Courtesy of Zachary Copfer
Zachary Copfer poses with his first "bacteriograph," a portrait of Albert Einstein.
Zachary Copfer poses with his first "bacteriograph," a portrait of Albert Einstein. Courtesy of Zachary Copfer
Bacteria can be pernicious, but they also keep your stomach digesting, turn cucumbers into beloved pickles, and can, apparently, also be used to make art. Of course, it all depends on how you want to define "art." But Zachary Copfer finds himself precisely where it intersects with science.
"I believe that the dichotomy often imposed on the fields of art and science is extremely limiting to both areas of study," he writes on his website. "I create visual art that is about deeply exploring the beauty and poetry that reside in scientific theories."
I reached out to Copfer after seeing his "bacteriographs" on PetaPixel and (this will be really revealing) couldn't contain my enthusiasm.
"That was pretty much my exact reaction to the first successful image of Einstein," he replied.
You hear of the starving artist, but not too often of the starving scientist. Copfer describes himself as "a microbiologist masquerading as an artist." With an undergraduate degree in biological sciences, he spent five years in a lab coat before shifting gears to get an MFA, which he completed this past spring. And now, he says, he's "going through that difficult transition from grad student to professional artist."
Copfer made his first bacteriographs using billions of microscopic E. coli to create cosmic images.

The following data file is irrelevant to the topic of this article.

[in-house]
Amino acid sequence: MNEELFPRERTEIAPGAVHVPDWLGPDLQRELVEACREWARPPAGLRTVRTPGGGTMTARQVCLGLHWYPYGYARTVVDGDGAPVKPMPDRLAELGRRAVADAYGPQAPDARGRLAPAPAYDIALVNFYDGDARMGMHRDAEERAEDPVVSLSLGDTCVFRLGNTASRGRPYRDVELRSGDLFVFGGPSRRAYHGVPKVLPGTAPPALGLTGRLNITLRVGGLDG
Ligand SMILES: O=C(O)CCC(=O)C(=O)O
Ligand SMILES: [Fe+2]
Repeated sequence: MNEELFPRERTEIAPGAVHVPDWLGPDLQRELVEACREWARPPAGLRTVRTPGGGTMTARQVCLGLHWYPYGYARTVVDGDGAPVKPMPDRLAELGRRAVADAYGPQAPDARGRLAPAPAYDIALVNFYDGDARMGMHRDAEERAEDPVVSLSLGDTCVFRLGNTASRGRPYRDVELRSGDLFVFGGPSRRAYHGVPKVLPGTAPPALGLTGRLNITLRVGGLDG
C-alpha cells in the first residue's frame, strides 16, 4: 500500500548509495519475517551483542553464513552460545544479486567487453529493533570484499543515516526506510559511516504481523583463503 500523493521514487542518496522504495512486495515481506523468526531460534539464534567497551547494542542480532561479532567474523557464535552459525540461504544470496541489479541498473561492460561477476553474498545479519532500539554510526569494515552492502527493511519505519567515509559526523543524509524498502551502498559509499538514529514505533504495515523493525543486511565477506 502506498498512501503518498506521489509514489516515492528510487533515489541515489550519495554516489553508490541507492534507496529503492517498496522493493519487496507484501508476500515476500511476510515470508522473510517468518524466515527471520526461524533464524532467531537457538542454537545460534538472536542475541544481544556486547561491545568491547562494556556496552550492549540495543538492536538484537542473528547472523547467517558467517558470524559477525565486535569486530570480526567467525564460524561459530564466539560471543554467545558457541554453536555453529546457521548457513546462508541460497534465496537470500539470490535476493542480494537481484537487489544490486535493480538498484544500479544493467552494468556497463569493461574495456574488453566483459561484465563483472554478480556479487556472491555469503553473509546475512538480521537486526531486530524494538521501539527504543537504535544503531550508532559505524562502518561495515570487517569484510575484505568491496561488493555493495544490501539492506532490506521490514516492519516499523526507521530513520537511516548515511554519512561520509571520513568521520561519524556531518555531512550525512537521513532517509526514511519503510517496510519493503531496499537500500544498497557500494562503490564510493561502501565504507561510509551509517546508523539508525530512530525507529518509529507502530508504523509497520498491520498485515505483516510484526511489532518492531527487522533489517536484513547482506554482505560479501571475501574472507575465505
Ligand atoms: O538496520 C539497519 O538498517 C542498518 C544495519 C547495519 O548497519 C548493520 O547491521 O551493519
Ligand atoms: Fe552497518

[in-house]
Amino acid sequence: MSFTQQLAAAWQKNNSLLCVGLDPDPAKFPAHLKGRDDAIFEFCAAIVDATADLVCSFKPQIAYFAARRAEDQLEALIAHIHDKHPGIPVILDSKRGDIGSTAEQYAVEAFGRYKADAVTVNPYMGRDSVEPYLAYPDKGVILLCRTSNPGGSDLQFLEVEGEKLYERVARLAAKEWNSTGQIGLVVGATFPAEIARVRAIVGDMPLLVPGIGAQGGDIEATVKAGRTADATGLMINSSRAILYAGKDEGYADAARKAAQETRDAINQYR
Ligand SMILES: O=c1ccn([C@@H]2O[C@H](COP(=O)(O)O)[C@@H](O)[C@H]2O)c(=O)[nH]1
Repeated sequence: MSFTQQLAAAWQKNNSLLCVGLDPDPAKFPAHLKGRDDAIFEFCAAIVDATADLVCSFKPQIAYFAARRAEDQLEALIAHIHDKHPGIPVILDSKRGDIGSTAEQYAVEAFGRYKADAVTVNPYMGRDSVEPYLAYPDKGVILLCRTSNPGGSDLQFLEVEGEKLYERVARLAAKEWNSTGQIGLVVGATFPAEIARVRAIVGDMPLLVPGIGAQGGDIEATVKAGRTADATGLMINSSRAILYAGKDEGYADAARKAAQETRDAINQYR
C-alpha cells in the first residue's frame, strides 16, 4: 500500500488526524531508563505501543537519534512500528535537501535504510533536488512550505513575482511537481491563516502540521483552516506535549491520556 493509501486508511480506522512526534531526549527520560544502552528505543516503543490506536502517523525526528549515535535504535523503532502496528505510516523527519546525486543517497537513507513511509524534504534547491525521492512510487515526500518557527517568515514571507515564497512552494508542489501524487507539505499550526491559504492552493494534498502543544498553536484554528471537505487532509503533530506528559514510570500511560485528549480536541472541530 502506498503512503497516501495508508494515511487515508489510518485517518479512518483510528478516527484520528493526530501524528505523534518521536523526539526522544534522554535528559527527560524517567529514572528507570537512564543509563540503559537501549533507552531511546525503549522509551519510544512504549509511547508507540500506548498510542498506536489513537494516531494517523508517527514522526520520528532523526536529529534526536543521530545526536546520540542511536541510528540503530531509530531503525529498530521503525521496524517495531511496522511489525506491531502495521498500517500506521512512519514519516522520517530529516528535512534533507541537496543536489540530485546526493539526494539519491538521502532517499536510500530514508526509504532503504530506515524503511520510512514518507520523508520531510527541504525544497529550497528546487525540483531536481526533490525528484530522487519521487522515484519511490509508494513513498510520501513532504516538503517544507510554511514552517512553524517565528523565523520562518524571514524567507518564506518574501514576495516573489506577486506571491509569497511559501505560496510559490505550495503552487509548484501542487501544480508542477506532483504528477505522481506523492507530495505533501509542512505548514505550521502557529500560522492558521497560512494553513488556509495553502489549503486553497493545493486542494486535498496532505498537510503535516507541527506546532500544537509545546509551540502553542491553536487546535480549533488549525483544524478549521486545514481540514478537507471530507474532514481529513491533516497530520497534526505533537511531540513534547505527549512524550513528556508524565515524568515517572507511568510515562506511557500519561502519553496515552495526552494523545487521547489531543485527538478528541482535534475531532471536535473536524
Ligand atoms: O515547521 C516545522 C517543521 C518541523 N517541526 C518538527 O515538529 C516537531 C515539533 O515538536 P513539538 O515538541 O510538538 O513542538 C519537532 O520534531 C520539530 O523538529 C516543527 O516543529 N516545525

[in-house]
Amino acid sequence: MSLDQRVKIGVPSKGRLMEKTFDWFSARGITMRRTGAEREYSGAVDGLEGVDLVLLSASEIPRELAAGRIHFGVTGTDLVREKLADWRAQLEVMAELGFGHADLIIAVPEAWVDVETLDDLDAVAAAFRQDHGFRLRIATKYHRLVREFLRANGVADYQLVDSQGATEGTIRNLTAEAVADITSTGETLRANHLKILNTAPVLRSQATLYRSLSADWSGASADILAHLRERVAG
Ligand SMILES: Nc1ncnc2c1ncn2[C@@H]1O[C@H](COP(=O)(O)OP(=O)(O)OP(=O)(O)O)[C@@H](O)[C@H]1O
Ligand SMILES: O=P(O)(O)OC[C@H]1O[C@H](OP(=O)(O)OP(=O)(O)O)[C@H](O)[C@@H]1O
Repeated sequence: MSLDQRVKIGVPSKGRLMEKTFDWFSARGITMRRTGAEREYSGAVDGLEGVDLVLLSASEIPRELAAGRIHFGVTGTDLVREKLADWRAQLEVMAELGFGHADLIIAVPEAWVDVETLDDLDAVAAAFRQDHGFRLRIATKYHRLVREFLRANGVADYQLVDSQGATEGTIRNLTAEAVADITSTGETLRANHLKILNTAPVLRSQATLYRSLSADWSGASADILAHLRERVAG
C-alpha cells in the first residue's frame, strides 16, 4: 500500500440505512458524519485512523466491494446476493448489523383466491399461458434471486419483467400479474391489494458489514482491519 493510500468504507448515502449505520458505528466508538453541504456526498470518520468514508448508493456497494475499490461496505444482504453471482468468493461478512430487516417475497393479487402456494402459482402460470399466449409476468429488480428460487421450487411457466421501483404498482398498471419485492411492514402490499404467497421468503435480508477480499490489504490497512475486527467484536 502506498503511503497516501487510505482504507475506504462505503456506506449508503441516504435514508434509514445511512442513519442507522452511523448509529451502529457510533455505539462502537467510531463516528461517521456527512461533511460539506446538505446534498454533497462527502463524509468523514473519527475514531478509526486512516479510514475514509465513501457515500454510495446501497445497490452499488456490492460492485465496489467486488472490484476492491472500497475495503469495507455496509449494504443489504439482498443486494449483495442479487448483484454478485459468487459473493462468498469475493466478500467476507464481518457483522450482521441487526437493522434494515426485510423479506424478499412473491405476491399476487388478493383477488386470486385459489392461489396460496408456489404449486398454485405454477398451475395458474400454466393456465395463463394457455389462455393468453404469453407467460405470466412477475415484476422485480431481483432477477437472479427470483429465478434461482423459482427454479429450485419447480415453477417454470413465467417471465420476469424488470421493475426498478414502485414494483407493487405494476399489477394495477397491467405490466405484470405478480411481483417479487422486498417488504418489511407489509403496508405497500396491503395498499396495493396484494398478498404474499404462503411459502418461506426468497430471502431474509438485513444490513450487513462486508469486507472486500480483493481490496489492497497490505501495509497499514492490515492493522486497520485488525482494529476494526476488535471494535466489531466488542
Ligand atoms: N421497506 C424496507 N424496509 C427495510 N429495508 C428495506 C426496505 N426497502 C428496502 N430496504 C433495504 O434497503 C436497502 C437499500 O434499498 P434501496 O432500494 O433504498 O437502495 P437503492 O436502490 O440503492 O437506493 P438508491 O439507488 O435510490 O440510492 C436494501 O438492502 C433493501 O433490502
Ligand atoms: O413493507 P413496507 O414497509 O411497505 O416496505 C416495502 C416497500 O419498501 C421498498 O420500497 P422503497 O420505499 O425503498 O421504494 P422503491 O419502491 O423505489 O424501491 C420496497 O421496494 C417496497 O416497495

Courtesy of Zachary Copfer
Copfer's first "bacteriographs" were images of galaxies.
Copfer's first "bacteriographs" were images of galaxies. Courtesy of Zachary Copfer
"There are few ideas more poetic or more artful than the suggestion that all matter, all life, has a common origin in one of these guiding lights burning brightly in the night sky," he writes on his website.
So how does it work? Here's his explanation:
"I take a petri dish with nutrient agar (the Jell-O-like stuff that the bacteria eat) and cover the entire surface with an even coat of bacteria. I then take a special photographic negative of the image that I want to 'print' and place it over the petri dish.
"Next, I send radiation through the negative and onto the petri dish. As the radiation hits the negative, some of it is blocked and some of it passes through and hits the petri dish below. Where the radiation goes through the bacteria die, where it is blocked the bacteria grow. Take for example the Einstein image. The little red dots are where the negative blocked the radiation and the bacteria grew. The white space is where the radiation came through and sterilized the bacteria.
"After exposing the bacteria latent petri dish to radiation, I allow it to grow for several days. After I feel that the image has finished 'developing' I irradiate the entire thing so the bacteria will stop reproducing. This 'fixes' the image and keeps the bacteria from spreading all over the place. Finally I use acrylic and resin to preserve and protect the bacteria."
Have I thoroughly convinced you of how cool this is? Before you click away, here's one last thing:
Although his galaxy images were made with E. coli, Copfer switched to a bacteria called Serratia marcescens for his later work because he liked the red color. It's the same thing that causes respiratory and, yep, urinary tract infections.
But hey, it's not gross — it's art!